In Ubuntu even selecting alsa first path is pulseaudio ?


Aug 12, 2020
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Thanks for reading my topic.
I only want select the sound backend path using better and less cpu processing.
I see some replies in internet about if selecting in application the alsa sound goes that path

Program > alsa wrapper > pulseaudio > alsa

it's true ? Always selecting ALSA goes directly to pulseaudio using an wrapper ? Really in Ubuntu has an ALSA wrapper ?

what is the default sound system in Ubuntu ? pulseaudio ? How use directly alsa in any application ?

Have an nice week.

ALSA is in the kernel and provides the basics that provide sound such as the drivers for sound cards and the libraries to support the sound system.

Pulseaudio is a sound server that sits on top of ALSA, meaning that it makes calls on ALSA in a form that is convenient for users to manage sound.

It's entirely possible to run sound without pulseaudio or any other sound server since ALSA provides numerous programs that use and control sound directly. The output of the following command will show many of them:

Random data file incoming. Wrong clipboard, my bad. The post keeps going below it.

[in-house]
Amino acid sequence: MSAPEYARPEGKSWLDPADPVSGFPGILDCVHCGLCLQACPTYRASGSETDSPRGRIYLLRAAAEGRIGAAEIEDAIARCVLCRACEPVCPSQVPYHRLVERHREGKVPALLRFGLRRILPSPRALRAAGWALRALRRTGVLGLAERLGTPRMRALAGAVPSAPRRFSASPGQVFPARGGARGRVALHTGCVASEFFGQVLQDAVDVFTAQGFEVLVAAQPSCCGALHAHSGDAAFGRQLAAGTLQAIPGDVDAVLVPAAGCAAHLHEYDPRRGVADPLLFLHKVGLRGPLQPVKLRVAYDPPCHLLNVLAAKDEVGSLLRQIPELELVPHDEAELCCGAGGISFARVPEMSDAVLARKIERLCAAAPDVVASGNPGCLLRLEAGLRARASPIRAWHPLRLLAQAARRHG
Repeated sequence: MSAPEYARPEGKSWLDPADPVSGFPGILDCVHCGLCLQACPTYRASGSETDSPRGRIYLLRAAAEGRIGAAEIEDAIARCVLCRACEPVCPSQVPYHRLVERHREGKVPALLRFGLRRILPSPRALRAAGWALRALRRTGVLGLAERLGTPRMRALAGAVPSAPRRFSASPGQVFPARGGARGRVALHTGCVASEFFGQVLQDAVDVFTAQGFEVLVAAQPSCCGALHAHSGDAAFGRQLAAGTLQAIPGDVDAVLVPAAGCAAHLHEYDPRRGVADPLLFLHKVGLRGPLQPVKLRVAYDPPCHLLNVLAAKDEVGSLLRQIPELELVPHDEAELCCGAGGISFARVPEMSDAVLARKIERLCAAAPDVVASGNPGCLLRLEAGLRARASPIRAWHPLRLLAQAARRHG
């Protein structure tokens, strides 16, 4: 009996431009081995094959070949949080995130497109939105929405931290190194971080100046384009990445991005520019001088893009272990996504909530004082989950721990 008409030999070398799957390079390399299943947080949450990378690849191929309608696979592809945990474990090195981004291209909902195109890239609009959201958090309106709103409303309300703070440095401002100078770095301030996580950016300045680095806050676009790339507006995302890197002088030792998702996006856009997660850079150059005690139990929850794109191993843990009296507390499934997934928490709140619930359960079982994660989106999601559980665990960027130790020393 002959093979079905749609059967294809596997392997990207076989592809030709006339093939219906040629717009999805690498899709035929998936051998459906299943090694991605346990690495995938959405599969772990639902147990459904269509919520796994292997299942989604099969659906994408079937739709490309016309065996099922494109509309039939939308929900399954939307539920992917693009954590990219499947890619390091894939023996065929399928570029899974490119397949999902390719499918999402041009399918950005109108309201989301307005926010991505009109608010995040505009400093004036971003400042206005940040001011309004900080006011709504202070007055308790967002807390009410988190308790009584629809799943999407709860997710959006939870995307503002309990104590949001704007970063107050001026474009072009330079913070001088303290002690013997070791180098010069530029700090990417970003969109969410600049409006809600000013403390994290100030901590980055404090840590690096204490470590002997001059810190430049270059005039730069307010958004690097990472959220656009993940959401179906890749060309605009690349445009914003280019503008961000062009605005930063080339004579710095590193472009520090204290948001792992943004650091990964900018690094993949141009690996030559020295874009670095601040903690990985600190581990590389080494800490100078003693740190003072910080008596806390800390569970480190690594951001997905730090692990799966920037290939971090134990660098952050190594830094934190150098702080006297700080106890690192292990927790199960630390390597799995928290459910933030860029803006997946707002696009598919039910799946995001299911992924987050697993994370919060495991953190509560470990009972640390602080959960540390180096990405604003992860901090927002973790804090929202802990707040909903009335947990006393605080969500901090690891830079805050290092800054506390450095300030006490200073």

apt-file list alsa-utils
For example, aplay will play a sound file, rec will record, alsamixer will control volumes and default output devices etc.There are controls for midi.

Pulseaudio, as a sound server, provides programs in command line and GUI forms that access ALSA's interface with the sound hardware.

Ubuntu uses pulseaudio according to the wiki here:
Debian, and a number of other distros now use pipewire which looks like it will eventually supplant pulseaudio because it's focus is broader as a multimedia server, inclusive of sound, rather than just sound.

I guess the mapping of sound in linux could be conceived as follows: the program that wants sound (like play, mpv, etc.) makes a system call to ALSA which passes sound control to the sound server such as pulseaudio or pipewire if they are configured on the system. Whatever that configured sound server controls (e.g. volume, input and output devices to use etc.), it's passed back to ALSA, which controls the hardware, in order to produce the sound for the user to hear. I hope that all makes sense.

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